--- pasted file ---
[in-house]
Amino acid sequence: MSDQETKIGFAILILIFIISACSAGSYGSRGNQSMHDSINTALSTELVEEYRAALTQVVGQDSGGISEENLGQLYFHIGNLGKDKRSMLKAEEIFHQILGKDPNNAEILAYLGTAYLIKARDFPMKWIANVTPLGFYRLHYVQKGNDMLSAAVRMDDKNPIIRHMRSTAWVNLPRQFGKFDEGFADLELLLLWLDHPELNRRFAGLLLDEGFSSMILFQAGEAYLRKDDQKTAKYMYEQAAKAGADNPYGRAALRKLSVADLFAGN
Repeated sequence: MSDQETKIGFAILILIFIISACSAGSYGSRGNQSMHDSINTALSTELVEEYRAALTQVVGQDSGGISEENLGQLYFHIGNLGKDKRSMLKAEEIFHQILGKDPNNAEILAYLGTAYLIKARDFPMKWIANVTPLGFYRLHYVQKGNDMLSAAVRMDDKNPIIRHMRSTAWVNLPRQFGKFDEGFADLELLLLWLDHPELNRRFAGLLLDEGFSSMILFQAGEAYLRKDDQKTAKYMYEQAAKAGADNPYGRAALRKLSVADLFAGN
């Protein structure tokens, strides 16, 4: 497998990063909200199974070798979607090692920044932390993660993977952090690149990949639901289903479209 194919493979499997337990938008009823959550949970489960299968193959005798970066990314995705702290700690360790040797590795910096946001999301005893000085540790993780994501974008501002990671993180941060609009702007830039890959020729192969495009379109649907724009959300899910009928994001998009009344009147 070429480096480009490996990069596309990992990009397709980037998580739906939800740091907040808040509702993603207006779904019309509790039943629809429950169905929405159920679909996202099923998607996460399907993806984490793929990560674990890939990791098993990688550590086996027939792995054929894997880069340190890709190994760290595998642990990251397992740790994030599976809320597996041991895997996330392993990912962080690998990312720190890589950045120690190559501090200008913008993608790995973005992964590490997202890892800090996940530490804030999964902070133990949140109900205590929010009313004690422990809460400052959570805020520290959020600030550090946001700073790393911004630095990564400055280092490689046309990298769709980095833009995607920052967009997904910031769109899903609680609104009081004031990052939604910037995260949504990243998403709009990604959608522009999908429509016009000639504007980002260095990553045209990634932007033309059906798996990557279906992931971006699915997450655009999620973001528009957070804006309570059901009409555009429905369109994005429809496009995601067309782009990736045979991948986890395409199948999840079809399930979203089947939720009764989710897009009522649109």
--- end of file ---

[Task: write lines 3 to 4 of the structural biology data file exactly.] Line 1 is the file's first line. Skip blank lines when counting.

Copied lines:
Repeated sequence: MSDQETKIGFAILILIFIISACSAGSYGSRGNQSMHDSINTALSTELVEEYRAALTQVVGQDSGGISEENLGQLYFHIGNLGKDKRSMLKAEEIFHQILGKDPNNAEILAYLGTAYLIKARDFPMKWIANVTPLGFYRLHYVQKGNDMLSAAVRMDDKNPIIRHMRSTAWVNLPRQFGKFDEGFADLELLLLWLDHPELNRRFAGLLLDEGFSSMILFQAGEAYLRKDDQKTAKYMYEQAAKAGADNPYGRAALRKLSVADLFAGN
């Protein structure tokens, strides 16, 4: 497998990063909200199974070798979607090692920044932390993660993977952090690149990949639901289903479209 194919493979499997337990938008009823959550949970489960299968193959005798970066990314995705702290700690360790040797590795910096946001999301005893000085540790993780994501974008501002990671993180941060609009702007830039890959020729192969495009379109649907724009959300899910009928994001998009009344009147 070429480096480009490996990069596309990992990009397709980037998580739906939800740091907040808040509702993603207006779904019309509790039943629809429950169905929405159920679909996202099923998607996460399907993806984490793929990560674990890939990791098993990688550590086996027939792995054929894997880069340190890709190994760290595998642990990251397992740790994030599976809320597996041991895997996330392993990912962080690998990312720190890589950045120690190559501090200008913008993608790995973005992964590490997202890892800090996940530490804030999964902070133990949140109900205590929010009313004690422990809460400052959570805020520290959020600030550090946001700073790393911004630095990564400055280092490689046309990298769709980095833009995607920052967009997904910031769109899903609680609104009081004031990052939604910037995260949504990243998403709009990604959608522009999908429509016009000639504007980002260095990553045209990634932007033309059906798996990557279906992931971006699915997450655009999620973001528009957070804006309570059901009409555009429905369109994005429809496009995601067309782009990736045979991948986890395409199948999840079809399930979203089947939720009764989710897009009522649109």